Levi Lateer was arrested, to-day, on the charge of keeping a disorderly house in the North End.  He pleaded not guilty and demanded a jury trial, and gave bail for his appearance from trial on Friday.  (Middletown Daily Argus, August 31, 1896)

The case against of the people vs. Levi Lateer, charged with keeping a disorderly house at the North End, was called before the Recorder this morning.  The defendant was discharged, the complainant failing to put in an appearance.  (Middletown Daily Argus, September 22, 1896)
BURGLARIES IN DECKERTOWN: Burglars were at work in Deckertown, Wednesday night. They entered the residence of Mayor Margarum and ransacked the lower part of the house, but only got $6, which they took from Miss Mary Margarum's purse. (Middletown Daily Argus, March 23, 1894)

Clark L. Rorick, 34 years old, 1044 Winona avenue, was sentenced to 90 days in the Bridewell yesterday by Judge Joseph Graber on a charge of driving while intoxicated.  He was allowed ten days to appeal, and was released on cash bond.  He was arrested when his automobile crashed into a traffic signal post at Diversey parkway and Halsted street early yesterday. 

His woman companion, who gave her names as Mary Cruise, 29 years old, 3431 Elaine place, was fined $25.  When arrested the woman told the police that she was private secretary to Secretary of State William J. Stratton and threatened to “get their jobs.” 

Rorick admitted to reporters that his companion had never worked for the secretary of state.  Miss Rose M. Cruise, of 3423 Elaine place, who was employed in the office of the secretary of state while Louis L. Emmerson held the position, said she did not know the woman.  Miss Rose Cruise said she would ask Lincoln park police to make an investigation to clear her name. (Chicago Daily Tribune, November 17, 1932)

Miller, S.D., March 19. – The sheriff has brought in Willard Davis, charged with store breaking.  Dave and John Rorick have also been arrested.  It develops that an organized band has been operating here for some time.  (Aberdeen Daily News, April 19, 1894)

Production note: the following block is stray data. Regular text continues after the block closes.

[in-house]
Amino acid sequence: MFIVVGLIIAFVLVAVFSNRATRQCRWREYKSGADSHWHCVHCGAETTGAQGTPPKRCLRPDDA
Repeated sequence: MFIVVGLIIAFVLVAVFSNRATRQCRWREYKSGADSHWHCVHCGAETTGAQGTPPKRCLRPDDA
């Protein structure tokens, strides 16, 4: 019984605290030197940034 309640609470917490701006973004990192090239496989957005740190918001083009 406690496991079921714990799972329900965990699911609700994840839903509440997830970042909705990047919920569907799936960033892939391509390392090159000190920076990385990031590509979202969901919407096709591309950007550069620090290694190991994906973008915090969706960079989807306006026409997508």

CHURCHGOERS LOSE COATS.  Thieves stole two coats from the fourth floor of a building at 918 S.W. Yamhill street while the owners were attending church services there, police said Sunday.  The thefts were reported by Charles E. Finegan, 1622 N.E. Halsey street, and Jay T. Rorick, 2646 N.W. Overton street.  (Portland Oregonian, December 2, 1957)
A case of almost inhuman cruelty came to light on Friday, when it became known that Luther Shockey, of 21 Bolin’s alley, East Newark, had left his family on Wednesday last, his wife being in a dying condition from tuberculosis.  Lying upon a cot in her humble home, with a small 6 year old child to care for, Mrs. Shockey’s life is being perceptibly shortened by the inhuman act of the being who posed as a husband and father.  Shockey has been employed for some time in the B&O yards here, but on Wednesday last, it is said he secured money from the company by false representations, and disappeared, and has not been seen since, although there is sufficient proof that he has met with no foul play, but has left his dying wife and little son.  Because of the condition of the family, having no means of support, the residents of this portion of the city are in a frenzied degree of excitement, and many forceful threats were heard against Shockey, who would probably not be treated with leniency should he be found by the neighbors.  (Newark Advocate, July 27, 1906)
ORDERED TO PENITENTIARY -- Realovis [sic] Walling, a young man of 20, who completely upset the town of Irrigon, in Morrow County, was ordered committed to the penitentiary for one year by Judge Frazer yesterday.  Walling was sentenced in November last on a larceny charge, and was paroled during good behavior.  He was given work at Irrigon, and he associated with a woman of bad repute, broke up the social dances, lodges and caused trouble generally. Walling was once a vaudeville performer, and considers himself a ladies' man.  When he was paroled he was instructed by Judge Frazer to live as near as possible a perfect life until the terms of his parole expired.  Judge Frazer yesterday investigated the case, and decided that the charges against Walling of misconduct were true.  (Portland Oregonian, March 21, 1906)